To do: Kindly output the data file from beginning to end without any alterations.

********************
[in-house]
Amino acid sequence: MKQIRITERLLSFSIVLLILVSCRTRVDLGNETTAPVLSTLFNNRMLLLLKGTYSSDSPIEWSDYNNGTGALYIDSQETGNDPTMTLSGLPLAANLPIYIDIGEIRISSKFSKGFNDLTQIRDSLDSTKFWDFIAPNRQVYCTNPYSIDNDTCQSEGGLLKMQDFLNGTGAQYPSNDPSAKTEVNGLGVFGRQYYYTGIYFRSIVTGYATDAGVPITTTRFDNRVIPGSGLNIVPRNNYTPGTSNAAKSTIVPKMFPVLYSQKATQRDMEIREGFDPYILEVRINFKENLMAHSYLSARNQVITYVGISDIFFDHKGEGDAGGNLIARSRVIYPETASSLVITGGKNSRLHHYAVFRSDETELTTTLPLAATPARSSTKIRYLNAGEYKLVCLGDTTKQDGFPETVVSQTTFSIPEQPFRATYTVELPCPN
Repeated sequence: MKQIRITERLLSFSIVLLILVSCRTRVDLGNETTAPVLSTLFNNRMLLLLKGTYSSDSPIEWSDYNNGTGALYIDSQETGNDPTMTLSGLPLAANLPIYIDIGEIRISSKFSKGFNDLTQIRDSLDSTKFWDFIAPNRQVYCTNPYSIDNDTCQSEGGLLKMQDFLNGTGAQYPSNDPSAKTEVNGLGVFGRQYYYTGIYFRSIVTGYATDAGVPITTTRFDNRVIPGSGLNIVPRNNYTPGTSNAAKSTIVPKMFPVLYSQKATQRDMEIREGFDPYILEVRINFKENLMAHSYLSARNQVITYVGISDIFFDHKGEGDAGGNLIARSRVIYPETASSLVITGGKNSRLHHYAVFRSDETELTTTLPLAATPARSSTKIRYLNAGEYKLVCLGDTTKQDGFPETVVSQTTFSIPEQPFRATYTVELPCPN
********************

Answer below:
[in-house]
Amino acid sequence: MKQIRITERLLSFSIVLLILVSCRTRVDLGNETTAPVLSTLFNNRMLLLLKGTYSSDSPIEWSDYNNGTGALYIDSQETGNDPTMTLSGLPLAANLPIYIDIGEIRISSKFSKGFNDLTQIRDSLDSTKFWDFIAPNRQVYCTNPYSIDNDTCQSEGGLLKMQDFLNGTGAQYPSNDPSAKTEVNGLGVFGRQYYYTGIYFRSIVTGYATDAGVPITTTRFDNRVIPGSGLNIVPRNNYTPGTSNAAKSTIVPKMFPVLYSQKATQRDMEIREGFDPYILEVRINFKENLMAHSYLSARNQVITYVGISDIFFDHKGEGDAGGNLIARSRVIYPETASSLVITGGKNSRLHHYAVFRSDETELTTTLPLAATPARSSTKIRYLNAGEYKLVCLGDTTKQDGFPETVVSQTTFSIPEQPFRATYTVELPCPN
Repeated sequence: MKQIRITERLLSFSIVLLILVSCRTRVDLGNETTAPVLSTLFNNRMLLLLKGTYSSDSPIEWSDYNNGTGALYIDSQETGNDPTMTLSGLPLAANLPIYIDIGEIRISSKFSKGFNDLTQIRDSLDSTKFWDFIAPNRQVYCTNPYSIDNDTCQSEGGLLKMQDFLNGTGAQYPSNDPSAKTEVNGLGVFGRQYYYTGIYFRSIVTGYATDAGVPITTTRFDNRVIPGSGLNIVPRNNYTPGTSNAAKSTIVPKMFPVLYSQKATQRDMEIREGFDPYILEVRINFKENLMAHSYLSARNQVITYVGISDIFFDHKGEGDAGGNLIARSRVIYPETASSLVITGGKNSRLHHYAVFRSDETELTTTLPLAATPARSSTKIRYLNAGEYKLVCLGDTTKQDGFPETVVSQTTFSIPEQPFRATYTVELPCPN